Does that mean he should be going first? Well, probably not. If Spinal Crush is the most disastrous thing he can do to us on his first turn, everything else he can do falls some degree short of that - and it doesn’t even matter whether he goes first or second. A dominated Chokeslam and an arsenal will leave him 2 points above parity regardless of whether he goes first or second (going second, he could make a Seismic Surge token instead of dominating to get further ahead). There are only a handful of cards in a conventional list that allow Bravo to get ahead going first, and anything less puts him either behind like everyone else, or ahead by a smaller margin than if he got to go second.

So even Bravo probably doesn’t want to go first! What does it take to want to go first? In short, it requires a deck that can consistently generate 6 points of value on the first turn in addition to arsenal. That would be like Dash getting to play a Teklo Pounder every single time she has to go first. But this isn’t completely true. Decks like fatigue Oldhim don’t really rely on value to win - they win by exhausting threat density, which we know is beyond the scope of this framework. Does this mean that going first is sufficiently better for their game plan than falling behind in value? I’m not an expert, so ask the next Oldhim player you see and take their word for it.

Card image of Oldhim, Grandfather of Eternity
Card image of Teklo Pounder (Blue)

Wrap Up

What we went over here is the start of a new framework for assessing game state. Even in its simplest state, it’s quite a lot of information, and it still lacks precision. The next step is to figure out how to integrate other pieces of game state, which is a whole lot more information. My advice is this: try using this method as it is in your own assessments. Follow along with a stream or look at your own games, predict what you think the answer is, and work it out. Do the results line up the way you expected? If they didn’t, look to other factors the math might have missed, and use your own principles of value to account for what might be missing. In the meantime, I hope you are able to use this and find ways to improve your play and identify your big wins.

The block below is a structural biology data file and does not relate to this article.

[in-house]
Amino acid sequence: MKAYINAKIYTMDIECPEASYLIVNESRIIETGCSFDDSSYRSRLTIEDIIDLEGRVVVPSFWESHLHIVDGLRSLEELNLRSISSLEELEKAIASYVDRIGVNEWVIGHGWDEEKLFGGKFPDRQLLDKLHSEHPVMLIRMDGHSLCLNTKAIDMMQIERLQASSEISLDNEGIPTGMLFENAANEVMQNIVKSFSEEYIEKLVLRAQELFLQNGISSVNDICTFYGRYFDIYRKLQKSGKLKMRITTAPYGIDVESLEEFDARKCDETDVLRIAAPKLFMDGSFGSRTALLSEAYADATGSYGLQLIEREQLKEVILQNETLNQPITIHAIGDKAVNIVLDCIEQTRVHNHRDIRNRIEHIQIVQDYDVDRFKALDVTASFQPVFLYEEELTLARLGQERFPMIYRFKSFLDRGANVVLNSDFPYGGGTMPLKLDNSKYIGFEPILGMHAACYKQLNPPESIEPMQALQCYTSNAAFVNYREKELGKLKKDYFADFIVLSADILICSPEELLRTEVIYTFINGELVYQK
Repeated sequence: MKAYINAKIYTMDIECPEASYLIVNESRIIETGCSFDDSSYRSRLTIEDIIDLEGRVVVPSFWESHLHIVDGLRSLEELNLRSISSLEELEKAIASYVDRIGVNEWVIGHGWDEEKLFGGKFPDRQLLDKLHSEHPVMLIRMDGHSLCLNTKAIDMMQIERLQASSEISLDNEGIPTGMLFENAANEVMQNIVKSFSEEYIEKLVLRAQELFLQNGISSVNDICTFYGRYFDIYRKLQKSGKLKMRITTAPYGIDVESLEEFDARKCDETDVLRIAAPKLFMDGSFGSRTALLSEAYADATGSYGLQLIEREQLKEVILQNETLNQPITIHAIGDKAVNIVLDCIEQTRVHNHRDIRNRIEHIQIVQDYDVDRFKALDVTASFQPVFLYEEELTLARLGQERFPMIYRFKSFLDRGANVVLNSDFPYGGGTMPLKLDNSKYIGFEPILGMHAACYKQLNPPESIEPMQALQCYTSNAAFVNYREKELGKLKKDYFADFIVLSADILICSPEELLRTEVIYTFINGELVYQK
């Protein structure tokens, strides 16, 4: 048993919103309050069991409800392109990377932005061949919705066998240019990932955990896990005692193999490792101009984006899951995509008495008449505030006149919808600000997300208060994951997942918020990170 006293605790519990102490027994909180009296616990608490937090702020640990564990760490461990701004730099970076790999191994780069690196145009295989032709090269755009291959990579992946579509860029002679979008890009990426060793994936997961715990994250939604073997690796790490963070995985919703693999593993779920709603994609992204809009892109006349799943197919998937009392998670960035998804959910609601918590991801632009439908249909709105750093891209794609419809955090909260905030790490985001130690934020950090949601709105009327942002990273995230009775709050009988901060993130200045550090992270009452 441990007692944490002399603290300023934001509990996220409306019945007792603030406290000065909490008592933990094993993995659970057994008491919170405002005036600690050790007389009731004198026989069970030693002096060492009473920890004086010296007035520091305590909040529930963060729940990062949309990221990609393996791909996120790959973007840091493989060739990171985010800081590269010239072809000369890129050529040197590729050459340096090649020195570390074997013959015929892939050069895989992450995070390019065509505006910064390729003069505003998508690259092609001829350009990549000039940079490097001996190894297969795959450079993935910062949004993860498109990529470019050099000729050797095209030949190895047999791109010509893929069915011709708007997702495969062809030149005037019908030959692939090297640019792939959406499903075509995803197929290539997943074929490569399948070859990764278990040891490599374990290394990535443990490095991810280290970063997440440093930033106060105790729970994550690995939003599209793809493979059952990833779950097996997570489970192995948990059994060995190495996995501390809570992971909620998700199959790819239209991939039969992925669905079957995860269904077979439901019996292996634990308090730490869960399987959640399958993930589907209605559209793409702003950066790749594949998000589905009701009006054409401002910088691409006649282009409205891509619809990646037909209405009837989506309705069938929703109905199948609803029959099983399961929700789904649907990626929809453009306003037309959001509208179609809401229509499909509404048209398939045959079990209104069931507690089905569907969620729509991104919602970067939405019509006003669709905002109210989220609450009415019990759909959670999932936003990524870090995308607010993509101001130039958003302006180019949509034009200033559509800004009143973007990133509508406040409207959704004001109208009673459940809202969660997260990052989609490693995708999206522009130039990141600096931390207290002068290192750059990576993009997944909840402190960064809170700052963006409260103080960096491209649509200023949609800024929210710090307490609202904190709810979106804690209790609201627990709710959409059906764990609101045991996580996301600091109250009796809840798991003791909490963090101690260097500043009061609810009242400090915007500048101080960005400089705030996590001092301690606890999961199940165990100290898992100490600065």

Discussion (2)


Quinn H Murphy

1 year ago
Great article. One question: should blocking armor be counted in the value score? Maybe adding the potential blocking value of armor to the score? Your model doesn't actively show the powers of a Mask or Tunic, but it passively models their effects. Tunic saves cards by avoiding pitch and Mask adds value through card draw.
Author Maxd

Max Dieckmann

1 year ago
I like the idea of the framework that you are presenting. I would like to add a little comment regarding the "going first or second" - discussion: While I think that your assessment is spot-on that going second generally converts to an advantage, we have to keep in mind that in order to get the full 3 points, we have to be able to squeeze 12 points out of our first hand when we're going second. Depending on the deck that you're playing, this may be more or less likely - a Guardian drawing an all blue hand will often just be able to swing their hammer or present 8 damage and an arsenal, thus lowering the actual advantage gained from going second. Depending on whether the player going first managed to generate value on their turn, they might now even be behind already. Similarly, many decks can draw into non-functional or simply weak hands (especially if they are just drawing 4 cards off top, without a prior arsenal set up), so this argument is actually true in general.Considering how likely it is that your deck can generate 12 value from 4 random cards on the second turn vs. how good the deck is at generating value on the first turn should therefore also factor into the decision (as well as the consideration what the opponents deck is or is not capable of). There are also the rare cases of matchups that hinge on cards left in deck more than on tempo, where going first will also be advantageous.That being said, I believe that "if in doubt, go second" should be the default.